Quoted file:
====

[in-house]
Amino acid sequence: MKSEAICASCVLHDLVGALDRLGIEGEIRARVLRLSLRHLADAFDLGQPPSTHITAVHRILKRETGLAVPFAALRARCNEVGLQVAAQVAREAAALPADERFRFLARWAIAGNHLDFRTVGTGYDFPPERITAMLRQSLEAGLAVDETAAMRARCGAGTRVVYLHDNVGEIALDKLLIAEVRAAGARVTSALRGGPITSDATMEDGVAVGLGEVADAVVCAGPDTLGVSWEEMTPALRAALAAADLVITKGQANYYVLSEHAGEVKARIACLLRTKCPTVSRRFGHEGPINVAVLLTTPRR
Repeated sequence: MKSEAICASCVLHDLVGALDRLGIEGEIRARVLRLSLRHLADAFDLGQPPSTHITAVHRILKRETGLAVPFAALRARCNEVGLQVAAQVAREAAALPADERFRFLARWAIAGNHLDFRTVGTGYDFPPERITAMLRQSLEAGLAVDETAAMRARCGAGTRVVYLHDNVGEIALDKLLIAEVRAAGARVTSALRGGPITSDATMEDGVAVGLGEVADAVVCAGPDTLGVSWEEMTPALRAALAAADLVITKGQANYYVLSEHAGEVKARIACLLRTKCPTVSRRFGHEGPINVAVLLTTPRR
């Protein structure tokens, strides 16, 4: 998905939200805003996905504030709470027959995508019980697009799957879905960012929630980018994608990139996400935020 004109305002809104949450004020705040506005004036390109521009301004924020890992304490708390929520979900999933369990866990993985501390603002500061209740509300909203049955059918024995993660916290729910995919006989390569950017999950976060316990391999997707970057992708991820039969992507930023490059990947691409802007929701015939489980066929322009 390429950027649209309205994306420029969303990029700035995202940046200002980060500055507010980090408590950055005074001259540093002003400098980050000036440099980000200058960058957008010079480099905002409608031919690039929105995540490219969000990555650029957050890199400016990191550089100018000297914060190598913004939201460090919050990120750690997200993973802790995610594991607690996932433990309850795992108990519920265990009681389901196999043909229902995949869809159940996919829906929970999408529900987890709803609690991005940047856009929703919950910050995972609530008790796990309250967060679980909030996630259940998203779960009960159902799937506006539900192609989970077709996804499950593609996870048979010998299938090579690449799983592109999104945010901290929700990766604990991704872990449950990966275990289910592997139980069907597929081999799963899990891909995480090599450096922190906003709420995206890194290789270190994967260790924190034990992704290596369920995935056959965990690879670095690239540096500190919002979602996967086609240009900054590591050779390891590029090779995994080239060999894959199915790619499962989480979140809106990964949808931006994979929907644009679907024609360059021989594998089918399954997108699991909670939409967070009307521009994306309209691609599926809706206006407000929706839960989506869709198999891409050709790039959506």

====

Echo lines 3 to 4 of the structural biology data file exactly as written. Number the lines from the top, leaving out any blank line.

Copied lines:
Repeated sequence: MKSEAICASCVLHDLVGALDRLGIEGEIRARVLRLSLRHLADAFDLGQPPSTHITAVHRILKRETGLAVPFAALRARCNEVGLQVAAQVAREAAALPADERFRFLARWAIAGNHLDFRTVGTGYDFPPERITAMLRQSLEAGLAVDETAAMRARCGAGTRVVYLHDNVGEIALDKLLIAEVRAAGARVTSALRGGPITSDATMEDGVAVGLGEVADAVVCAGPDTLGVSWEEMTPALRAALAAADLVITKGQANYYVLSEHAGEVKARIACLLRTKCPTVSRRFGHEGPINVAVLLTTPRR
């Protein structure tokens, strides 16, 4: 998905939200805003996905504030709470027959995508019980697009799957879905960012929630980018994608990139996400935020 004109305002809104949450004020705040506005004036390109521009301004924020890992304490708390929520979900999933369990866990993985501390603002500061209740509300909203049955059918024995993660916290729910995919006989390569950017999950976060316990391999997707970057992708991820039969992507930023490059990947691409802007929701015939489980066929322009 390429950027649209309205994306420029969303990029700035995202940046200002980060500055507010980090408590950055005074001259540093002003400098980050000036440099980000200058960058957008010079480099905002409608031919690039929105995540490219969000990555650029957050890199400016990191550089100018000297914060190598913004939201460090919050990120750690997200993973802790995610594991607690996932433990309850795992108990519920265990009681389901196999043909229902995949869809159940996919829906929970999408529900987890709803609690991005940047856009929703919950910050995972609530008790796990309250967060679980909030996630259940998203779960009960159902799937506006539900192609989970077709996804499950593609996870048979010998299938090579690449799983592109999104945010901290929700990766604990991704872990449950990966275990289910592997139980069907597929081999799963899990891909995480090599450096922190906003709420995206890194290789270190994967260790924190034990992704290596369920995935056959965990690879670095690239540096500190919002979602996967086609240009900054590591050779390891590029090779995994080239060999894959199915790619499962989480979140809106990964949808931006994979929907644009679907024609360059021989594998089918399954997108699991909670939409967070009307521009994306309209691609599926809706206006407000929706839960989506869709198999891409050709790039959506």